So, where to start? First, the only “unspecified date” for a Duke Nukem game is “Duke Begins”, which was announced as a reboot that they would start after “Aliens: Colonial Marines” completed … which was in 2013. And it had a negative reception. And, oddly enough, what was it praised for?

The few positive reviews praised the single-player game setting, the game’s soundtrack, the level designs, the weaponry and character customization options as well as the multiplayer versus mode of the game

So, it wasn’t criticized for any of the things that Social Justice Gamers complain about, and was praised for doing the things that Ranum says are responsible for Blizzard’s success. So, somehow, the reason that the same company might not have a reboot of a franchise with a due date out for two years after their last game that presumably would have been a model for the basic gameplay, when that model was poorly received and problematic, must be something related to Social Justice Gamer principles instead of those, well, obvious problems. Hey, how long did it take Atlus to say when Persona 5 was going to be out, which was a follow-up to two massively popular and well-received games that they therefore knew that they were going to make a sequel to?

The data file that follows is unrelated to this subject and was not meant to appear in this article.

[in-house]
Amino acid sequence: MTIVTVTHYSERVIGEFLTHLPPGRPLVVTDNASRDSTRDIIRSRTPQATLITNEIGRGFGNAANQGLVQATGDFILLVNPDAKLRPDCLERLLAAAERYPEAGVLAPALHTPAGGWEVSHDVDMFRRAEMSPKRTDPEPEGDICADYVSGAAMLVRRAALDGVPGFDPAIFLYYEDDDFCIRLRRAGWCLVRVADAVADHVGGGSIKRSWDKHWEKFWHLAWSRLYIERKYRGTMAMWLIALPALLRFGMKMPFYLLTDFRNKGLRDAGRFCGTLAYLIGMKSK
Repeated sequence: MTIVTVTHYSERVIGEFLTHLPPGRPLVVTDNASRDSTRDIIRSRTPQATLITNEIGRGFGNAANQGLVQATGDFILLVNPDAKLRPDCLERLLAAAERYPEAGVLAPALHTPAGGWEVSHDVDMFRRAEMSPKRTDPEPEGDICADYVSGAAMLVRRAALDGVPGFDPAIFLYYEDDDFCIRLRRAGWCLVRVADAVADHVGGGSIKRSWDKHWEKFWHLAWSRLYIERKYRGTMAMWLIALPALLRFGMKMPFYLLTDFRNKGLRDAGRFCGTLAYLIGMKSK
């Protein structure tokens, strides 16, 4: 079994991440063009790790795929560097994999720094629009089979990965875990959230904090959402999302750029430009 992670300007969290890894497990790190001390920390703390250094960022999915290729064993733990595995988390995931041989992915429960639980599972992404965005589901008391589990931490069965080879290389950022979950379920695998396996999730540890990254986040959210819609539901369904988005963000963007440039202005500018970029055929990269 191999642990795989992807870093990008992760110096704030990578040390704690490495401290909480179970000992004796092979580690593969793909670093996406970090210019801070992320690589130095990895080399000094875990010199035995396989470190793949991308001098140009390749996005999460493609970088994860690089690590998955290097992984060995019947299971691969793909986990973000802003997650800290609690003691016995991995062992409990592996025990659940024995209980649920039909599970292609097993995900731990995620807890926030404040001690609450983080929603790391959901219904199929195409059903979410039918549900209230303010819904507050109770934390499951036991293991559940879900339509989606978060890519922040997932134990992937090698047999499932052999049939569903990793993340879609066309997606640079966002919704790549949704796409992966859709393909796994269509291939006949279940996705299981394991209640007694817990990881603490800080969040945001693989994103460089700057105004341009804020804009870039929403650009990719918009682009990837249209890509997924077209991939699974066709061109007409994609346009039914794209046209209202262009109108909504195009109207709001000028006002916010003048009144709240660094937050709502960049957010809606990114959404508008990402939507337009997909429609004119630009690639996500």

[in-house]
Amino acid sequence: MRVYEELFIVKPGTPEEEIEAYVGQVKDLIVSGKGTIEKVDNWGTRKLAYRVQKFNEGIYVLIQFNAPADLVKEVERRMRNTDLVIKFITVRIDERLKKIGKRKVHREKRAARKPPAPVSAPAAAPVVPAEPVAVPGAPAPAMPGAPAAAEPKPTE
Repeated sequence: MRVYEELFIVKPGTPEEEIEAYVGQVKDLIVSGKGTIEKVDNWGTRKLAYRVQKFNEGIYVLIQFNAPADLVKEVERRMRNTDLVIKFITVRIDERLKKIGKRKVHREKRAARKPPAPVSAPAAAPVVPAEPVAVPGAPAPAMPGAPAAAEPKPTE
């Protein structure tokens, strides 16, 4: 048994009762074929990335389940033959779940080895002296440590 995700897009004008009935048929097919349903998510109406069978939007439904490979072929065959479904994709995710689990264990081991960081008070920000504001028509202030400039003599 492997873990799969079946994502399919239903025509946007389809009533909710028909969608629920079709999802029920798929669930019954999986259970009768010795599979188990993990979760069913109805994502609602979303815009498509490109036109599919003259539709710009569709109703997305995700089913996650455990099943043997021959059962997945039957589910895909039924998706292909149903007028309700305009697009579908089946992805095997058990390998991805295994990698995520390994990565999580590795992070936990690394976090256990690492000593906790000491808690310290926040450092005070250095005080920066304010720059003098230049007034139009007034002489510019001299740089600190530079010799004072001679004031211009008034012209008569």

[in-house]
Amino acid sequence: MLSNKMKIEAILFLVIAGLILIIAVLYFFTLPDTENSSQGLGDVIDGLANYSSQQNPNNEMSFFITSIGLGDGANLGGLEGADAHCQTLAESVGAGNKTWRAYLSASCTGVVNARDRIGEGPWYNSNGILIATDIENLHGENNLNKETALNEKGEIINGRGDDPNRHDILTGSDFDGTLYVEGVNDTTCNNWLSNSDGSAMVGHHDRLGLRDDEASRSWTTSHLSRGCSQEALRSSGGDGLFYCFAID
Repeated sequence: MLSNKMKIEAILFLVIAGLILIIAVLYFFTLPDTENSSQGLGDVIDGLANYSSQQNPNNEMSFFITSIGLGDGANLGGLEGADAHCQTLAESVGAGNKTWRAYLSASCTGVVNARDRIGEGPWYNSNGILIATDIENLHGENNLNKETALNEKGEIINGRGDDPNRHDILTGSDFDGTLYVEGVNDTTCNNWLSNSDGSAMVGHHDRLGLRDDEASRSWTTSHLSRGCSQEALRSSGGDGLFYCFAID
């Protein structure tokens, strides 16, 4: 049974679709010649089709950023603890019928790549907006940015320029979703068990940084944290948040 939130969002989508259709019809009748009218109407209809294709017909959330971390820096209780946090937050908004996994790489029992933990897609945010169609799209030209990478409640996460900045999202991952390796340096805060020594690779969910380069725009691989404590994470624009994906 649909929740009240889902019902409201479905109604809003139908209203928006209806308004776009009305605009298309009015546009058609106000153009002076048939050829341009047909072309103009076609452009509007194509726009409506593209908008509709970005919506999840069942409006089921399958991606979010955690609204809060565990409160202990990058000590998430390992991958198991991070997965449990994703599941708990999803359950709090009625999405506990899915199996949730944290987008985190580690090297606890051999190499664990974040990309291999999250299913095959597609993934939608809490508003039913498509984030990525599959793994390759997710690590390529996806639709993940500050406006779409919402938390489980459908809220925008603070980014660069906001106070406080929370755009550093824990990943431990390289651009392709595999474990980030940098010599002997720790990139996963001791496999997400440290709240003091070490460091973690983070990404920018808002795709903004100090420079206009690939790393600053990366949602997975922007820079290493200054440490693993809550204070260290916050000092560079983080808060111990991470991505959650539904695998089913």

Also, it’s not reasonable to compare Blizzard and Gearbox because they work in completely different genres, and Blizzard hit the jackpot with World of Warcraft. And the body type and gender customization in Blizzard games, in fact, follow from that … or, at least, it follows from the RPG games like World of Warcraft. World of Warcraft is an MMORPG. MMORPGs got their start from RPGs. Western RPGs have always adopted a more sandbox style of game, where the real fun of the game is in customizing your character and making that character the character you want rather than focusing on you playing as a specific character with a set history and story, which is a sharp contrast to JRPGs. This is because they started from the D&D PnP model, which focused on that sort of thing and so had the choice of gender from, oh, pretty much the beginning. Which is not how FPSs went, for contrast. So, when MMOs came out, they always had the choice of gender, and a fair amount of customization of appearance, because that’s what RPGs did, and that’s the model they followed. WoW is actually, from my understanding, a bit constrained with respect to that when compared to games like “City of Heroes” or “Champions Online”. It’s not even clear that they’re that much better than Dark Age of Camelot was, which had multiple races inside each realm and even had a female-avatar-only class (at least Bainshee) which was appropriate. This was not done to appeal to female gamers or to allow people to better play as themselves, but rather to make it easier for them to play as other people. So when Ranum crows that game publishers “get it” … what does he think they’re getting? Social Justice Gamer ideals? At that point, he’s taking credit for the work that gamers — you know, those people that are claimed to be “dead”, outdated and are going to be marginalized and go away — actually did and pushed for long before these guys stuck their noses in. Whether they do it for the same reasons, many gamers want the same things as the Social Justice Gamers want and work for that. Gamers want more customization because it makes for a better game for them. Gamers want better female characters because better characters in general are more fun for them. Gamers want more diversity among protagonists because playing as the exact same sort of character all the time gets boring after a while. Gamers can even understand the idea that at least some elements in games might have to change to get more women involved in them. So why has the assault been against gamers or hardcore gamers … many of whom aren’t opposed to the changes?